Though Thanksgiving will mark the 30th anniversary of Harvey Milk’s assassination, his struggle is alive today.
Given that two of the most significant moments in the gay rights movement — the legalization of same-sex marriage in Connecticut and the passage of California’s Proposition 8 — happened this month, the release of a film about Milk, California’s first openly gay elected politician, is timely.
On Wednesday night, students spilled out of the Whitney Humanities Center anxiously awaiting a sneak preview of Gus van Sant’s “Milk,” titled after its subject, which was presented by LGBT Studies, the Film Studies Program and the film’s producer, Bruce Cohen ’83.
The film depicts Milk, played by Sean Penn, who led San Francisco’s gay community in a triumphant battle against Proposition 6, a measure that had aimed to rid public school systems of homosexuals across the country.
Considering the recent controversy surrounding California’s Proposition 8, Ron Gregg, one of the screening’s organizers and a senior lecturer in Film Studies, said the release of the film would resonate with students during such a politically charged time. He described a palpable energy at Yale.
“I’ve never felt the buzz around a film on campus like this,” Gregg said.
And, the buzz certainly became apparent at the packed screening on Wednesday, as students arrived as long as an hour early to snag seats. The film’s conclusion was met with a loud applause that lasted through the credits.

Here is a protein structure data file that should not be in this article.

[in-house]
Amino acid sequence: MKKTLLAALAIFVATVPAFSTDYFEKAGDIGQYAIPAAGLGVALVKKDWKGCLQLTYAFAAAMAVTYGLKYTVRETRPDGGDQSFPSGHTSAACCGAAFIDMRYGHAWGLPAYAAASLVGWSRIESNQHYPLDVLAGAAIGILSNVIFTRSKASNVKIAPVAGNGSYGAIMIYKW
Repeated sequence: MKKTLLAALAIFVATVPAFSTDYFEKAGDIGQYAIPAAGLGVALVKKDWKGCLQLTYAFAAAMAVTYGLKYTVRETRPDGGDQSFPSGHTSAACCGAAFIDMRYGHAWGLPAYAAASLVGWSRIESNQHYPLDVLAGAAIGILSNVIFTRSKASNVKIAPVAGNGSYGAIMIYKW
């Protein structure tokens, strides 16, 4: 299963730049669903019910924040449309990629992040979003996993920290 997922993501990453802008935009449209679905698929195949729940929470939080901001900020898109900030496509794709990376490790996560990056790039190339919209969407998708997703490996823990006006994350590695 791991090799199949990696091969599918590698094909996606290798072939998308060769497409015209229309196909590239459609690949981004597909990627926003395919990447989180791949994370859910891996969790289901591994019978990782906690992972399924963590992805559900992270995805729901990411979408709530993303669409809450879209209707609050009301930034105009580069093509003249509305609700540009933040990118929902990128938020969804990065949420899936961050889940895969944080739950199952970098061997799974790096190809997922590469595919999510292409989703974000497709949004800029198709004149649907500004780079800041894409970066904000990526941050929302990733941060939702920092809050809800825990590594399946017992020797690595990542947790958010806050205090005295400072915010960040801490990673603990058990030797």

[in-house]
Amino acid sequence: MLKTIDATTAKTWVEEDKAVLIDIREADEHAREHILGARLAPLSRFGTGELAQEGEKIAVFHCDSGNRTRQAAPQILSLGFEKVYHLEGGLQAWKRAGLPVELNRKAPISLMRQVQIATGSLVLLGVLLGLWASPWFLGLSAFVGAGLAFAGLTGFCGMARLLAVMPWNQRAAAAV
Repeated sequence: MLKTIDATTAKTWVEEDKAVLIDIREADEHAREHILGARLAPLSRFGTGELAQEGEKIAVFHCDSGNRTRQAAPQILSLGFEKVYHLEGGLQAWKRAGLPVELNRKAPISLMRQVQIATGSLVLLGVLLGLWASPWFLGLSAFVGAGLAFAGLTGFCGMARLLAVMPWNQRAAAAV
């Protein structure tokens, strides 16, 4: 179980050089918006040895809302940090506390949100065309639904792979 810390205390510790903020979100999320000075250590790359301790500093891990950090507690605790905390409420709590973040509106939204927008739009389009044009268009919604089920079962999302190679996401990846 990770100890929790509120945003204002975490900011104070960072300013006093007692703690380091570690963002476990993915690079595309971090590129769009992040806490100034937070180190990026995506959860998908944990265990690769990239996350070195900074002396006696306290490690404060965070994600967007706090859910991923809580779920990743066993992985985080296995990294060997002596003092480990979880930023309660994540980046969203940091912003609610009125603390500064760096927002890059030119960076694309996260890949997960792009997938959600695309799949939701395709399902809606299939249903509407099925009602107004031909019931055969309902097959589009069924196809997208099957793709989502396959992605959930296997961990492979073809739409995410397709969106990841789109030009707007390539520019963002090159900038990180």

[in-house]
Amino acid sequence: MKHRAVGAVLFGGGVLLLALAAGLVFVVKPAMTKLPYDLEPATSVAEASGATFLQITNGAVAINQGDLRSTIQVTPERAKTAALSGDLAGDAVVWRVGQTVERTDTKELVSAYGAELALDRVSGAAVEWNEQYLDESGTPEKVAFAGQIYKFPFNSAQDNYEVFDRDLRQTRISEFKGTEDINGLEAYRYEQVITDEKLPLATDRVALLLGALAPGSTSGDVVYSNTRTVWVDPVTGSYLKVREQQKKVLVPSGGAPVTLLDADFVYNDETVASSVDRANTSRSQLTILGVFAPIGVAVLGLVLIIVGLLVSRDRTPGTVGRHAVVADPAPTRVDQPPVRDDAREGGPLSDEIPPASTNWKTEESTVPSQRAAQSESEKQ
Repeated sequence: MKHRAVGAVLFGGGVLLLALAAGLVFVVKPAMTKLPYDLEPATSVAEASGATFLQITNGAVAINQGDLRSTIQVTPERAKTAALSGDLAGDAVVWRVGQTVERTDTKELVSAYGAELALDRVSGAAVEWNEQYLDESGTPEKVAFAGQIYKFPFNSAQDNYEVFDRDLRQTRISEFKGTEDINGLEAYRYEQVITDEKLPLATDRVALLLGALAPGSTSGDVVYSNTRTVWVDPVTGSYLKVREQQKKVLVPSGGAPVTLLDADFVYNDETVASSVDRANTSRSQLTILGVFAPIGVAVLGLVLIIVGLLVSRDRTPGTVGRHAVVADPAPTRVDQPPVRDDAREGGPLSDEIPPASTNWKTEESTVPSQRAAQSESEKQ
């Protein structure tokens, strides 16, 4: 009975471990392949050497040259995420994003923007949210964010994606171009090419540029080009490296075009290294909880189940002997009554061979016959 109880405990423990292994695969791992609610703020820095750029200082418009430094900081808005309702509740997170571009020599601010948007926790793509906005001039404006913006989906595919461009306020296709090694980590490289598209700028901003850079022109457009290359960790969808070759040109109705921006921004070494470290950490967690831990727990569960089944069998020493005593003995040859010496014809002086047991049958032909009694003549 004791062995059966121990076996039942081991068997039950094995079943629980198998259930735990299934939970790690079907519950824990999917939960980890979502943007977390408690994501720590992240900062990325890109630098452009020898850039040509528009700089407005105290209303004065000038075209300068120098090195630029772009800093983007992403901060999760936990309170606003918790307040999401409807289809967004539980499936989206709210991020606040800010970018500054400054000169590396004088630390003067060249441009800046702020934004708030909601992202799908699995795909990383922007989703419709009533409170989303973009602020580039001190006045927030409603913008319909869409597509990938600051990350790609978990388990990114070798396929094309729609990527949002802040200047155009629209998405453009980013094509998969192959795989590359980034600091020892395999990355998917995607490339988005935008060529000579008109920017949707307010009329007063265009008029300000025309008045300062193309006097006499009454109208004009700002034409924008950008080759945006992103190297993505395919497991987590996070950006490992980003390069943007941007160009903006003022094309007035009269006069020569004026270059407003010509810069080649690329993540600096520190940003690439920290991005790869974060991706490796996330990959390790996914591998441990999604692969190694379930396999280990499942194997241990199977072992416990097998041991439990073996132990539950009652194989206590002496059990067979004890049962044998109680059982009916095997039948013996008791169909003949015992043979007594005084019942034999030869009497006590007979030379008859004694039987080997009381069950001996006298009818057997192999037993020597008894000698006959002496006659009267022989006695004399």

One student in the audience, Anders Pauley ’10, said he found Milk’s story inspiring and full of hope that new leaders will be able to address the gay rights issues America still faces today.
“I think the film reminds us of the need for brave leaders with fresh perspectives,” he said. “Otherwise, the struggle for gay rights and many other such struggles would just wither away.”
The screening concluded with a question and answer session with Cohen, who talked at length about the film’s current political implications. For Cohen, the parallel between Milk’s struggle for gay and lesbian’s civil rights and Proposition 8 is an especially important issue.
Last June, in a very public affair, Cohen was the first gay man to be married in the state of California. He was also the Los Angeles finance chair for “NO on 8 – Equality California,” a campaign opposing the measure on California’s ballot to overturn the legalization of same-sex marriage.
The recent vote in favor of the proposition, Cohen said, stirred very mixed emotions when watching the film at its premiere last week.
“If I saw the movie right after the verdict on Proposition 8 came in, it would have been imbued with sadness,” he said. “But, I viewed it eight days later and by that time people were already out on the street protesting in the way that Milk called for.”
In the film, Milk calls for a “national gay force” willing to fight back, which is what Cohen said he hopes will continue in the future.
Though Milk’s assassination in 1978 caused a huge stir at the time, Cohen noted that his story is not in the public consciousness, especially among people under the age of 30. But Cohen, who proposed screening the film at Yale, said he believes that “Milk” has Yale written all over it because of its politically charged atmosphere and LGBT activism.
“Harvey’s message is an inspiring one,” he said. “His politics resonate with so many groups of people and it shows how one person who wants to change the world can just do it.”
“Milk” opens in limited theaters on Wednesday.